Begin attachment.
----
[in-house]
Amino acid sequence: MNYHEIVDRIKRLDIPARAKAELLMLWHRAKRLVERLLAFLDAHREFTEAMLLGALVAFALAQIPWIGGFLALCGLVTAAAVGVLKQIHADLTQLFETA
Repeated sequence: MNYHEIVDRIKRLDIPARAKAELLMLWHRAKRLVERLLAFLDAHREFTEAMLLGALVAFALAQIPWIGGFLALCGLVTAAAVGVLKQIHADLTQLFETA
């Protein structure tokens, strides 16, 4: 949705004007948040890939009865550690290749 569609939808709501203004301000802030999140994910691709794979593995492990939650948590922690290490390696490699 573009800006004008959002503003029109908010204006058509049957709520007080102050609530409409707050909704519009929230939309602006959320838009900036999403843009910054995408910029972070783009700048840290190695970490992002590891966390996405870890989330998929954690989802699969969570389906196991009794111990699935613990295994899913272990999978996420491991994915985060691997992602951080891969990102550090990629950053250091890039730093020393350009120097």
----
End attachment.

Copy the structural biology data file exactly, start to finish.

[in-house]
Amino acid sequence: MNYHEIVDRIKRLDIPARAKAELLMLWHRAKRLVERLLAFLDAHREFTEAMLLGALVAFALAQIPWIGGFLALCGLVTAAAVGVLKQIHADLTQLFETA
Repeated sequence: MNYHEIVDRIKRLDIPARAKAELLMLWHRAKRLVERLLAFLDAHREFTEAMLLGALVAFALAQIPWIGGFLALCGLVTAAAVGVLKQIHADLTQLFETA
């Protein structure tokens, strides 16, 4: 949705004007948040890939009865550690290749 569609939808709501203004301000802030999140994910691709794979593995492990939650948590922690290490390696490699 573009800006004008959002503003029109908010204006058509049957709520007080102050609530409409707050909704519009929230939309602006959320838009900036999403843009910054995408910029972070783009700048840290190695970490992002590891966390996405870890989330998929954690989802699969969570389906196991009794111990699935613990295994899913272990999978996420491991994915985060691997992602951080891969990102550090990629950053250091890039730093020393350009120097």